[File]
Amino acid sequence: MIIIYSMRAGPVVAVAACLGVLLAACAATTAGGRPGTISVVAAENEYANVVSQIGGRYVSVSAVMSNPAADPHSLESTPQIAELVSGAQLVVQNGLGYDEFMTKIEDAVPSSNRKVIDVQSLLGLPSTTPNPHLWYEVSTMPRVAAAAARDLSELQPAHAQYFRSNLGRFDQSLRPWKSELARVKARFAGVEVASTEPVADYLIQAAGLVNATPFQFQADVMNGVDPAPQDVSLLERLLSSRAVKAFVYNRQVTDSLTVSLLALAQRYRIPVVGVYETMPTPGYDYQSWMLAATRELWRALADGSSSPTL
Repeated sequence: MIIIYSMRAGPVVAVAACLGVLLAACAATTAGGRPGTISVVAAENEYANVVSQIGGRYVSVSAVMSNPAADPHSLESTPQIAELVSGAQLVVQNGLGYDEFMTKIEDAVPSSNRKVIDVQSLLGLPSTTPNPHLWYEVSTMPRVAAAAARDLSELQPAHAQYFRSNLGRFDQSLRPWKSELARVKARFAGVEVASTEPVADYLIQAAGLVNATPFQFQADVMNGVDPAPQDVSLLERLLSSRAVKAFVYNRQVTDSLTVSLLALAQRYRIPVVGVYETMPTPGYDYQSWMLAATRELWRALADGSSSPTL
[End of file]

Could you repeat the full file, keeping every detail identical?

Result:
Amino acid sequence: MIIIYSMRAGPVVAVAACLGVLLAACAATTAGGRPGTISVVAAENEYANVVSQIGGRYVSVSAVMSNPAADPHSLESTPQIAELVSGAQLVVQNGLGYDEFMTKIEDAVPSSNRKVIDVQSLLGLPSTTPNPHLWYEVSTMPRVAAAAARDLSELQPAHAQYFRSNLGRFDQSLRPWKSELARVKARFAGVEVASTEPVADYLIQAAGLVNATPFQFQADVMNGVDPAPQDVSLLERLLSSRAVKAFVYNRQVTDSLTVSLLALAQRYRIPVVGVYETMPTPGYDYQSWMLAATRELWRALADGSSSPTL
Repeated sequence: MIIIYSMRAGPVVAVAACLGVLLAACAATTAGGRPGTISVVAAENEYANVVSQIGGRYVSVSAVMSNPAADPHSLESTPQIAELVSGAQLVVQNGLGYDEFMTKIEDAVPSSNRKVIDVQSLLGLPSTTPNPHLWYEVSTMPRVAAAAARDLSELQPAHAQYFRSNLGRFDQSLRPWKSELARVKARFAGVEVASTEPVADYLIQAAGLVNATPFQFQADVMNGVDPAPQDVSLLERLLSSRAVKAFVYNRQVTDSLTVSLLALAQRYRIPVVGVYETMPTPGYDYQSWMLAATRELWRALADGSSSPTL